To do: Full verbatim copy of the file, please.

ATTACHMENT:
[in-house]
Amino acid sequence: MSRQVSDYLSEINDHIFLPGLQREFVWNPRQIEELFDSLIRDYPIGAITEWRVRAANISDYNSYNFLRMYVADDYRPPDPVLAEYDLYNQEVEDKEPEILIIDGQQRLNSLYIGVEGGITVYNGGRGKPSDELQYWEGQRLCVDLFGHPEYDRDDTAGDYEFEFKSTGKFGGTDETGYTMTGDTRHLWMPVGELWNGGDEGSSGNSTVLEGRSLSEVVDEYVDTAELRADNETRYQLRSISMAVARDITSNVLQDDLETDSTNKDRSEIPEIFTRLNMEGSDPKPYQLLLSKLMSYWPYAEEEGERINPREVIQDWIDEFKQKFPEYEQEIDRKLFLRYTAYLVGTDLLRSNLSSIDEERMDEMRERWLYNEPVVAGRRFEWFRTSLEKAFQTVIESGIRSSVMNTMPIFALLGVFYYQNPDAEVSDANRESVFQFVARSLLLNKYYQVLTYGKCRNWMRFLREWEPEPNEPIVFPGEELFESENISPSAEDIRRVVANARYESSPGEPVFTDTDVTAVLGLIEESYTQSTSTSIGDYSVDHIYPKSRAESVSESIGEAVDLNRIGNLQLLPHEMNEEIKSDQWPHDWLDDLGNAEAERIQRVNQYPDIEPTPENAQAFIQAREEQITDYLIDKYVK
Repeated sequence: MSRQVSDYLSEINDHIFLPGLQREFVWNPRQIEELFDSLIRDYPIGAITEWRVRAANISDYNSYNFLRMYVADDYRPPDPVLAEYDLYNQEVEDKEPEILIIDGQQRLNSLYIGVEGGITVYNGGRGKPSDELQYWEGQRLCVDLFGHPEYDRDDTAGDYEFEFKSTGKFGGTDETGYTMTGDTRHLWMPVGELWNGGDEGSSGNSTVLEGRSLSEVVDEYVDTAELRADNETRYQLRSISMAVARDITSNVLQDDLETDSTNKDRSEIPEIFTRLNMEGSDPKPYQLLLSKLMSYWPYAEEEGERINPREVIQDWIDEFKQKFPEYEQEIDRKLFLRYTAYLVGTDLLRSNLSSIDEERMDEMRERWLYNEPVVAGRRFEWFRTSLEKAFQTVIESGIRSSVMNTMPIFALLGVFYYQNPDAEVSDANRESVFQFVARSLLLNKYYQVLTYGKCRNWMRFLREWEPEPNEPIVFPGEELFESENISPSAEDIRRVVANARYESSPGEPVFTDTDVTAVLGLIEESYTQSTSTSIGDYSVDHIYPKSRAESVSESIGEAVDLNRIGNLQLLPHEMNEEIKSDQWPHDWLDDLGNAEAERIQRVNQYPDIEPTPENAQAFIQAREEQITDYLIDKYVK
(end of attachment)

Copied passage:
[in-house]
Amino acid sequence: MSRQVSDYLSEINDHIFLPGLQREFVWNPRQIEELFDSLIRDYPIGAITEWRVRAANISDYNSYNFLRMYVADDYRPPDPVLAEYDLYNQEVEDKEPEILIIDGQQRLNSLYIGVEGGITVYNGGRGKPSDELQYWEGQRLCVDLFGHPEYDRDDTAGDYEFEFKSTGKFGGTDETGYTMTGDTRHLWMPVGELWNGGDEGSSGNSTVLEGRSLSEVVDEYVDTAELRADNETRYQLRSISMAVARDITSNVLQDDLETDSTNKDRSEIPEIFTRLNMEGSDPKPYQLLLSKLMSYWPYAEEEGERINPREVIQDWIDEFKQKFPEYEQEIDRKLFLRYTAYLVGTDLLRSNLSSIDEERMDEMRERWLYNEPVVAGRRFEWFRTSLEKAFQTVIESGIRSSVMNTMPIFALLGVFYYQNPDAEVSDANRESVFQFVARSLLLNKYYQVLTYGKCRNWMRFLREWEPEPNEPIVFPGEELFESENISPSAEDIRRVVANARYESSPGEPVFTDTDVTAVLGLIEESYTQSTSTSIGDYSVDHIYPKSRAESVSESIGEAVDLNRIGNLQLLPHEMNEEIKSDQWPHDWLDDLGNAEAERIQRVNQYPDIEPTPENAQAFIQAREEQITDYLIDKYVK
Repeated sequence: MSRQVSDYLSEINDHIFLPGLQREFVWNPRQIEELFDSLIRDYPIGAITEWRVRAANISDYNSYNFLRMYVADDYRPPDPVLAEYDLYNQEVEDKEPEILIIDGQQRLNSLYIGVEGGITVYNGGRGKPSDELQYWEGQRLCVDLFGHPEYDRDDTAGDYEFEFKSTGKFGGTDETGYTMTGDTRHLWMPVGELWNGGDEGSSGNSTVLEGRSLSEVVDEYVDTAELRADNETRYQLRSISMAVARDITSNVLQDDLETDSTNKDRSEIPEIFTRLNMEGSDPKPYQLLLSKLMSYWPYAEEEGERINPREVIQDWIDEFKQKFPEYEQEIDRKLFLRYTAYLVGTDLLRSNLSSIDEERMDEMRERWLYNEPVVAGRRFEWFRTSLEKAFQTVIESGIRSSVMNTMPIFALLGVFYYQNPDAEVSDANRESVFQFVARSLLLNKYYQVLTYGKCRNWMRFLREWEPEPNEPIVFPGEELFESENISPSAEDIRRVVANARYESSPGEPVFTDTDVTAVLGLIEESYTQSTSTSIGDYSVDHIYPKSRAESVSESIGEAVDLNRIGNLQLLPHEMNEEIKSDQWPHDWLDDLGNAEAERIQRVNQYPDIEPTPENAQAFIQAREEQITDYLIDKYVK